originally titled Magic Duels: Origins is a video game based on the popular collectible card game Magic: The Gathering. Magic Duels is a successor to Stainless Games'... read more
originally titled Magic Duels: Origins is a video game based on the popular collectible card game Magic: The Gathering. Magic Duels is a successor to Stainless Games' Magic: The Gathering – Duels of the Planeswalkers and its annual sequels, released from 2009 through 2014. The free-to-play title was released on July 29, 2015, shortly following the physical release of the Magic Origins core set.
The gameplay follows that of the card game, but includes a story mode that follows the origin story of five of the game's Planeswalkers. This is the first game in Stainless' series to feature free-form deck construction and the ability to build a card library using both in-game rewards and microtransactions to purchase new cards and boosters. The game includes single player modes and online battles with other players.
The core game follows the standard rules of the collectible card game (except that you can only use 1 mythic, 2 rares, and 3 uncommons of any card) Magic: The Gathering, first released in 1993; each player has a deck of cards consisting of lands and spells. Lands are used to generate "mana", the resource needed to cast spells. Mana comes in five colors, and cards may require colored or generic (mana of any color) to be cast. Spells come in many varieties, from sorceries and instants which have one-time effects, to summoned creatures which can attack and defend from opponents. Players alternate turns playing land cards, casting spells, and attacking opponents until all but one player's life total is reduced to 0.
Magic Duels: Origins frames the core game around a single-player story mode, and an online battle mode. In story mode, the player steps through the origin story of five different Planeswalkers, Chandra Nalaar, Jace Beleren, Gideon Jura, Nissa Revane, and Liliana Vess. Each Planeswalker has five or more duels with computer-controlled opponents. The player uses a deck based on the selected Planeswalker, and as they complete each of the duels, enhance that deck though the pre-selected addition of new cards. These decks, with whatever enhancements they have unlocked, are also available to the player in battle mode.
Battle mode lets players use pre-made decks or to construct decks from their collection of cards, and play against either computer opponents or online opponents; match types include one-on-one matches with players tracked on leaderboards, and Two-headed Giant (two-vs-two). Component opponents in these modes can be selected from three difficulty levels, with higher difficulties gaining more rewards for the player. The computer opponents' decks will be procedurally generated, effectively randomizing the type of decks the player will face. Playing through either mode can earn the players in-game money to be used to buy new booster packs or specific cards to expand their card library; there are also various daily objectives for players to complete for in-game money, and all players are rewarded for helping to complete various community goals. Players can also purchase in-game money with microtransactions, but is not required to gain access to all cards and features.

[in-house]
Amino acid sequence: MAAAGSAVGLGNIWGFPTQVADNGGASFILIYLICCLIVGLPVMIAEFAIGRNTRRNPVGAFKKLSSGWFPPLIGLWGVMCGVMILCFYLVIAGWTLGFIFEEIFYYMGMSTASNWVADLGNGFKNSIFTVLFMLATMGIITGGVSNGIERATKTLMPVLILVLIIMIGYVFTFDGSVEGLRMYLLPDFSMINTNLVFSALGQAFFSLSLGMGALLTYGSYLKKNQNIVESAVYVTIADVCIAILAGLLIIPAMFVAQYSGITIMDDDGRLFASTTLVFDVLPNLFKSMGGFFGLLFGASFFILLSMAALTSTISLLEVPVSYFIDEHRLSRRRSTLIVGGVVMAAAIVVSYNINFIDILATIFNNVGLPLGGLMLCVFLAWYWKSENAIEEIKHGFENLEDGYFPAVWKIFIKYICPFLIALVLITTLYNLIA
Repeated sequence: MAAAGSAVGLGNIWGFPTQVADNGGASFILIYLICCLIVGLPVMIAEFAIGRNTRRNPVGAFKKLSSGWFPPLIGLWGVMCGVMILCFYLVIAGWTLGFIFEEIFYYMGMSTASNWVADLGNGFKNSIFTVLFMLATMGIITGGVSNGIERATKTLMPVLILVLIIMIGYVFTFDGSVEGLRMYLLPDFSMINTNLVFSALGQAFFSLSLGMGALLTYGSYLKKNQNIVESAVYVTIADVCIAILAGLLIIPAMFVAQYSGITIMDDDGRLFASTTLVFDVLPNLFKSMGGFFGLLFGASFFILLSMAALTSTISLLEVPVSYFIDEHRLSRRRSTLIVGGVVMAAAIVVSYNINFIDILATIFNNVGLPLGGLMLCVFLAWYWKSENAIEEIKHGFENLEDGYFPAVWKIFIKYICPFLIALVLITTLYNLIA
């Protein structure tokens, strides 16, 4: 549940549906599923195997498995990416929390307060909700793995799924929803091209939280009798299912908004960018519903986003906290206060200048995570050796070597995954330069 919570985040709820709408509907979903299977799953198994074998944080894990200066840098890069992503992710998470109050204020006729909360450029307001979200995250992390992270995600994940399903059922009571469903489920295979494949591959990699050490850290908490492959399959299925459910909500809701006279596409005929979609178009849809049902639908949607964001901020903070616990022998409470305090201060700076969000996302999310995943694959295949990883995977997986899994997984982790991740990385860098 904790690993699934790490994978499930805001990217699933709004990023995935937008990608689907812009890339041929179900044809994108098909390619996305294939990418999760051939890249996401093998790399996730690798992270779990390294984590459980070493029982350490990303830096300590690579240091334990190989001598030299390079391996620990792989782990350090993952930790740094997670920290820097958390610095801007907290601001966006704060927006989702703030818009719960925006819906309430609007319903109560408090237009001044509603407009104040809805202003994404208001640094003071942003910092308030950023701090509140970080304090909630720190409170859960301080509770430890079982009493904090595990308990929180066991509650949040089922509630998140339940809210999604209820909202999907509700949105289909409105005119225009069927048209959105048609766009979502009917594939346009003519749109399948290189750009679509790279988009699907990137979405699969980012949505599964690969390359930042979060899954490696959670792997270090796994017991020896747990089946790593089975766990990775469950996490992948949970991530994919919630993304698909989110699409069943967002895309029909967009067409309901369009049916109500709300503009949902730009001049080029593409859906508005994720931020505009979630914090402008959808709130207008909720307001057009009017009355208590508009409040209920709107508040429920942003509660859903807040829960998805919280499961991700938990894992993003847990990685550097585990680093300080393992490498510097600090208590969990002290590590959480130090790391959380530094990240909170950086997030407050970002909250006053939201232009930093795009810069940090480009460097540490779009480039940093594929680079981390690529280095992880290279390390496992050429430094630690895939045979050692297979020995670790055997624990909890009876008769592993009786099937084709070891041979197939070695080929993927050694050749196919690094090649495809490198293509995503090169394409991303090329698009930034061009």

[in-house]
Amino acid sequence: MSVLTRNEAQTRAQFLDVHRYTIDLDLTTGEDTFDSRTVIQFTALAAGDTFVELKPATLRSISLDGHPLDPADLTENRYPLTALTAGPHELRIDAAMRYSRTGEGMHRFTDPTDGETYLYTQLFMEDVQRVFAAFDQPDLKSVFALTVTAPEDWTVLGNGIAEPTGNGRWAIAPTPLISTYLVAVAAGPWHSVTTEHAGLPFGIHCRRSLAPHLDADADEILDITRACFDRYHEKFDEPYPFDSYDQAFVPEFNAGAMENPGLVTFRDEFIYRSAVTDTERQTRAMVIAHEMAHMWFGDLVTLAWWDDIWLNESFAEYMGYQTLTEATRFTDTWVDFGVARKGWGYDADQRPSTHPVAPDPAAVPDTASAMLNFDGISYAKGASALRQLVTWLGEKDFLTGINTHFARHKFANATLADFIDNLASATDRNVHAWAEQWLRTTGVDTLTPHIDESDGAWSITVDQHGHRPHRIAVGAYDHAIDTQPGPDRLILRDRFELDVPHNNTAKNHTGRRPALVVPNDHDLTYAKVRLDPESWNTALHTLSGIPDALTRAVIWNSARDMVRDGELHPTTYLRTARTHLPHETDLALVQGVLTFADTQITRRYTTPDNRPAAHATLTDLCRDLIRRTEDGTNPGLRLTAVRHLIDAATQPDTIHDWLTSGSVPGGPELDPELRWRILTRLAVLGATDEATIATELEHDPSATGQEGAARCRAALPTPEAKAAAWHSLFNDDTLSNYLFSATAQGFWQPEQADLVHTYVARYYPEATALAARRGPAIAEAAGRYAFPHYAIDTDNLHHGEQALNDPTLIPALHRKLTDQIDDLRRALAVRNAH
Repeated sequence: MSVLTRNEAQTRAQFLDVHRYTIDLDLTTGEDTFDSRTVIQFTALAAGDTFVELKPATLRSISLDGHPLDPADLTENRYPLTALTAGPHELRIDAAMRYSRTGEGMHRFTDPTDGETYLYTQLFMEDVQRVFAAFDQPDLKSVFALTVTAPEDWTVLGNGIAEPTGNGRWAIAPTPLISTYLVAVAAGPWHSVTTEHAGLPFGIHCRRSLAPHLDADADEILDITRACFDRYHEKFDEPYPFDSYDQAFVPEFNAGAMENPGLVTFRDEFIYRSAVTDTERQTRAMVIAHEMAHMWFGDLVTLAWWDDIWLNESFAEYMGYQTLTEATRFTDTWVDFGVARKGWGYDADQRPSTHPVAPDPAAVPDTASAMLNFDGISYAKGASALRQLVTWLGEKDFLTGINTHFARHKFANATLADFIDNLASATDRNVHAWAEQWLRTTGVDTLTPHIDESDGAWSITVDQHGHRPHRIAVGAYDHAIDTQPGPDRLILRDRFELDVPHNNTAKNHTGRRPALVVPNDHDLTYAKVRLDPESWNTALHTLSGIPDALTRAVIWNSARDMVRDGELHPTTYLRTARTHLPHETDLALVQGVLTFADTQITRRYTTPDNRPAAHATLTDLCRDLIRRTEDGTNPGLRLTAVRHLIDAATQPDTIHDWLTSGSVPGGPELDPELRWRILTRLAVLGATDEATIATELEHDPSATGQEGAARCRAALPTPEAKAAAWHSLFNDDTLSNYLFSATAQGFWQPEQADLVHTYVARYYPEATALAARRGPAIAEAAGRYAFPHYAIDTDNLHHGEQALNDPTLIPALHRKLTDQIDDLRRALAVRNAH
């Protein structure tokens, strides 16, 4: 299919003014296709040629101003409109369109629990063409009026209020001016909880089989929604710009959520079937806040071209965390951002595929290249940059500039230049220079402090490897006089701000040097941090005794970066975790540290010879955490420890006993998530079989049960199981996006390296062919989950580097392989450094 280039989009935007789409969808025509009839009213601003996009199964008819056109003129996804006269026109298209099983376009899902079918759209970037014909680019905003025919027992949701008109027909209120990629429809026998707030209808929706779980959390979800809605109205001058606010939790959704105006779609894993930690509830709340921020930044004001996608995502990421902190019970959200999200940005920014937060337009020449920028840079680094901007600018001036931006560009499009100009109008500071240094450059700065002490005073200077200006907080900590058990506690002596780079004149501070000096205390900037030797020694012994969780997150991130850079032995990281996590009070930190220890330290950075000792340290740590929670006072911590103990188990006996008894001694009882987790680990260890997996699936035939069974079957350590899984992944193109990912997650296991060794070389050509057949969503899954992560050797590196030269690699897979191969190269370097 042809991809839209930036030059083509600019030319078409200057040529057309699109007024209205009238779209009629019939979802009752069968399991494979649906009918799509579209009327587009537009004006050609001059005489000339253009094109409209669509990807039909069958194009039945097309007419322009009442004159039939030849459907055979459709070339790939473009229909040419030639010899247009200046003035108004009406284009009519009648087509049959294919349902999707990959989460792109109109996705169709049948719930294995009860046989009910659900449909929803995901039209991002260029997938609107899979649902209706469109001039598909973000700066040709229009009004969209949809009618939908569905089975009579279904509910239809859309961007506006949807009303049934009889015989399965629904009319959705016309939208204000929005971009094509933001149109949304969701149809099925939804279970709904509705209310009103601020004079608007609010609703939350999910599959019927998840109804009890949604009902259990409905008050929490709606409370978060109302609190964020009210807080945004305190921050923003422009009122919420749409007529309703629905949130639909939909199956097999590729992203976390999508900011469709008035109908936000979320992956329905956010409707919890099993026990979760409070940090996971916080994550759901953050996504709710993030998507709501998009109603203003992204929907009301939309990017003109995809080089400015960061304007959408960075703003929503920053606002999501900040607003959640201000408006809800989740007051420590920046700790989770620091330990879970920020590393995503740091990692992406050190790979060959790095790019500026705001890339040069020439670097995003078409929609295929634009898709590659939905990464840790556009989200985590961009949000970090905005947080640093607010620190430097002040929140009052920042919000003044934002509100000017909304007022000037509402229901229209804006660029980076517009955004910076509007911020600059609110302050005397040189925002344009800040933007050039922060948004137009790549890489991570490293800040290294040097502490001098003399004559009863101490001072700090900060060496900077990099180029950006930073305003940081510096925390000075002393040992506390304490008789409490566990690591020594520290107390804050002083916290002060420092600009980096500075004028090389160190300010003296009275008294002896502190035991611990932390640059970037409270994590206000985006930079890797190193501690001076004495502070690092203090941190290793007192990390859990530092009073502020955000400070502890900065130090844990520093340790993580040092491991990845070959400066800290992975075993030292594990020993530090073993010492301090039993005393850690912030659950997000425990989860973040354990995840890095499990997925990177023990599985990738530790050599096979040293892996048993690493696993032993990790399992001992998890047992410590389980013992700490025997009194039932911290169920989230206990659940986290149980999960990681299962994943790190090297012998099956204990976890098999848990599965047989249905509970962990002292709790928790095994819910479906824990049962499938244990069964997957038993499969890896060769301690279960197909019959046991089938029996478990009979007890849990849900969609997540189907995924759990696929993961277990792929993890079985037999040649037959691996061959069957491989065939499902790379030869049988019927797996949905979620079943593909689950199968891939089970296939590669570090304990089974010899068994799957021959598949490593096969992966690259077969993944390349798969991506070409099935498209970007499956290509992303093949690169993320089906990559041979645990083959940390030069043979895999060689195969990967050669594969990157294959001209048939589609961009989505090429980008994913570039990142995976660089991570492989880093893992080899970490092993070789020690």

The game was released primarily around the Magic Origins set of cards, the most recent release of the physical cards at the time of the game's introduction, with plans to expand the game to include upcoming card sets The Battle of Zendikar, Oath of the Gatewatch, Shadows Over Innistrad Eldritch Moon and Kaladesh sets are currently available on Magic Duels.
Magic Duels: Origins was developed by Stainless Games who have been creating computer versions of the Magic series since 2009's Magic: The Gathering – Duels of the Planeswalkers and new titles on an annual basis. These prior games did not include the ability to construct decks or build card libraries, instead primarily using designed decks that could be customized with predetermined additional cards earned through winning matches. Later games included sealed deck play where players would be given a number of booster packs and could build a deck from those cards, but those cards would only be available for that deck. With Magic Duel: Origins, the series now includes the ability for players to collect and buy cards and construct decks as they would normally in the physical version of Magic. Wizards of the Coast's Dan Barrett stated that with this change, the computer version now is much closer to the physical version, and hopes that this will help enable more players to experience Magic and transition to the physical game.
It has a score of 78% on Metacritic.
Caitlin Cooke, from Destructoid mentioned, "Those new to Magic will find it easy to dive in and learn the intricacies of deck-building, while more experienced players should finally have the customization and card variety they’ve been asking for." Game Informer gave it a score of 8.75 out of 10.